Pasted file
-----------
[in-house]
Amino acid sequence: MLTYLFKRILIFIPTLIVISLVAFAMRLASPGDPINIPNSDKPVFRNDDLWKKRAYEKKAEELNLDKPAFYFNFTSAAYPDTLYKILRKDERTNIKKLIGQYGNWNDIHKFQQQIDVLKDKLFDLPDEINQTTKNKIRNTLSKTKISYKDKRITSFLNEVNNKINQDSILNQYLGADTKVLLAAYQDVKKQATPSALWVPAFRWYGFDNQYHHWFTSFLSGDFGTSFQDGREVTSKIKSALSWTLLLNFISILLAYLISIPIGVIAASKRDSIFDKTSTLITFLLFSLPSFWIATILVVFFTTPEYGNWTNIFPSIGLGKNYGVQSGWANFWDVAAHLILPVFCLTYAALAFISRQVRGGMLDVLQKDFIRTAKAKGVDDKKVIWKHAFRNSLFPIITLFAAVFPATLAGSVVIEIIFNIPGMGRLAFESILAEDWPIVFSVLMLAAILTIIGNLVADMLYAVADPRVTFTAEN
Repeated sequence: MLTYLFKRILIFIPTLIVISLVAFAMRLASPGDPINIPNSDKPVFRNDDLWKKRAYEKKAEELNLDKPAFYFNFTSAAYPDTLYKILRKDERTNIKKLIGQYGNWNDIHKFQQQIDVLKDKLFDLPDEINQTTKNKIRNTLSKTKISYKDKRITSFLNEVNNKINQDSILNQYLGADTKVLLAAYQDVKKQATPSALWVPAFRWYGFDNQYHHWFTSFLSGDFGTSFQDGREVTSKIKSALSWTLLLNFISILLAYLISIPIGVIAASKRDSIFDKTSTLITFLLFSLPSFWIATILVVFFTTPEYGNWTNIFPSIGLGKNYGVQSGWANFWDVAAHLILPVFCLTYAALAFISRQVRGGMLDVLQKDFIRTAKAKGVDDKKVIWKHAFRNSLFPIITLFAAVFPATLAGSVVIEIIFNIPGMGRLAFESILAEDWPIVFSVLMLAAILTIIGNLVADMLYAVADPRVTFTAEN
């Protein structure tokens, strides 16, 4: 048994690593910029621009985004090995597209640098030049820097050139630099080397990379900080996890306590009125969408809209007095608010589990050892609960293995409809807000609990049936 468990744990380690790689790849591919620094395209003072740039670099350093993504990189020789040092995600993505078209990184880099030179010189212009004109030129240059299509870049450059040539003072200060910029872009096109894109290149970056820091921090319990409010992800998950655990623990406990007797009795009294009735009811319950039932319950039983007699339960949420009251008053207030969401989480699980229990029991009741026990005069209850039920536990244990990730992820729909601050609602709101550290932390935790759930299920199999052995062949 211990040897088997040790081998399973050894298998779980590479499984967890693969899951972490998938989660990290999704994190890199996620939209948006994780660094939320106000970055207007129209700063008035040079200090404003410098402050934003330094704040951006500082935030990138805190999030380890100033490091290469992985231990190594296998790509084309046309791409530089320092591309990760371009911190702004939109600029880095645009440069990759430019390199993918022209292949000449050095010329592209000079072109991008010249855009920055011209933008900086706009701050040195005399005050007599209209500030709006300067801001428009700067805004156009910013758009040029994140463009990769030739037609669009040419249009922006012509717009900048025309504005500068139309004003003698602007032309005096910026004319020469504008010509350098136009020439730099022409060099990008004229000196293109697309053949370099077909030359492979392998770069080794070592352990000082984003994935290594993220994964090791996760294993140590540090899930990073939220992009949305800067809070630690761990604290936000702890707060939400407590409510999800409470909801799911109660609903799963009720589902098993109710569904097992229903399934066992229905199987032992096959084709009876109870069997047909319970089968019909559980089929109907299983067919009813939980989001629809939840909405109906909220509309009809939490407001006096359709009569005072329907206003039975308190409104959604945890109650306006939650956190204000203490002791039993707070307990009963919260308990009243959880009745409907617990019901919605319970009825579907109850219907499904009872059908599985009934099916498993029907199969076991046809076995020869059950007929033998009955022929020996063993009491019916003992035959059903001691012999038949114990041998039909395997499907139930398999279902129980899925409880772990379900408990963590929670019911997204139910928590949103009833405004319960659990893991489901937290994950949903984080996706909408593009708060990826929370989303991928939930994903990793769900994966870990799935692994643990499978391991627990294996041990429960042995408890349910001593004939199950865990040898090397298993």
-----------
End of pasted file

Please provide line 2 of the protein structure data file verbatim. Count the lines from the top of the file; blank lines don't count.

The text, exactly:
Amino acid sequence: MLTYLFKRILIFIPTLIVISLVAFAMRLASPGDPINIPNSDKPVFRNDDLWKKRAYEKKAEELNLDKPAFYFNFTSAAYPDTLYKILRKDERTNIKKLIGQYGNWNDIHKFQQQIDVLKDKLFDLPDEINQTTKNKIRNTLSKTKISYKDKRITSFLNEVNNKINQDSILNQYLGADTKVLLAAYQDVKKQATPSALWVPAFRWYGFDNQYHHWFTSFLSGDFGTSFQDGREVTSKIKSALSWTLLLNFISILLAYLISIPIGVIAASKRDSIFDKTSTLITFLLFSLPSFWIATILVVFFTTPEYGNWTNIFPSIGLGKNYGVQSGWANFWDVAAHLILPVFCLTYAALAFISRQVRGGMLDVLQKDFIRTAKAKGVDDKKVIWKHAFRNSLFPIITLFAAVFPATLAGSVVIEIIFNIPGMGRLAFESILAEDWPIVFSVLMLAAILTIIGNLVADMLYAVADPRVTFTAEN